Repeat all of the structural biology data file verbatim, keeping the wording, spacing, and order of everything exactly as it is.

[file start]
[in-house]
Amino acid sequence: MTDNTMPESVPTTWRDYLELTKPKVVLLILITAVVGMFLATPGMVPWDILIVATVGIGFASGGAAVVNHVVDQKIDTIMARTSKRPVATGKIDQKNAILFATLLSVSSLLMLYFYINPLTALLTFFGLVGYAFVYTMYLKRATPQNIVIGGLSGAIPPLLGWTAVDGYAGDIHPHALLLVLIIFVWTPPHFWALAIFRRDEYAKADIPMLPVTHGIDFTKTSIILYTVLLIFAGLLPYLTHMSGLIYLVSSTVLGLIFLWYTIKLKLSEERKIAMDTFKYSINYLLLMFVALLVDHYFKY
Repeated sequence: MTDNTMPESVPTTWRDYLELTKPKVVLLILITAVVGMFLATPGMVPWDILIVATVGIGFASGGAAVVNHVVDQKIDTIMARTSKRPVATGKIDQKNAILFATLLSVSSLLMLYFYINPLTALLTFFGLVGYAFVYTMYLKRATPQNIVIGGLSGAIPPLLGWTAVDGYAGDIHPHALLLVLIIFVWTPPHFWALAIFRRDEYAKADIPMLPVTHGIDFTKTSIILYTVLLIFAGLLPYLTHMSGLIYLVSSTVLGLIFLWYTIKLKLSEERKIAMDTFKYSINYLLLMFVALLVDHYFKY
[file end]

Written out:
[in-house]
Amino acid sequence: MTDNTMPESVPTTWRDYLELTKPKVVLLILITAVVGMFLATPGMVPWDILIVATVGIGFASGGAAVVNHVVDQKIDTIMARTSKRPVATGKIDQKNAILFATLLSVSSLLMLYFYINPLTALLTFFGLVGYAFVYTMYLKRATPQNIVIGGLSGAIPPLLGWTAVDGYAGDIHPHALLLVLIIFVWTPPHFWALAIFRRDEYAKADIPMLPVTHGIDFTKTSIILYTVLLIFAGLLPYLTHMSGLIYLVSSTVLGLIFLWYTIKLKLSEERKIAMDTFKYSINYLLLMFVALLVDHYFKY
Repeated sequence: MTDNTMPESVPTTWRDYLELTKPKVVLLILITAVVGMFLATPGMVPWDILIVATVGIGFASGGAAVVNHVVDQKIDTIMARTSKRPVATGKIDQKNAILFATLLSVSSLLMLYFYINPLTALLTFFGLVGYAFVYTMYLKRATPQNIVIGGLSGAIPPLLGWTAVDGYAGDIHPHALLLVLIIFVWTPPHFWALAIFRRDEYAKADIPMLPVTHGIDFTKTSIILYTVLLIFAGLLPYLTHMSGLIYLVSSTVLGLIFLWYTIKLKLSEERKIAMDTFKYSINYLLLMFVALLVDHYFKY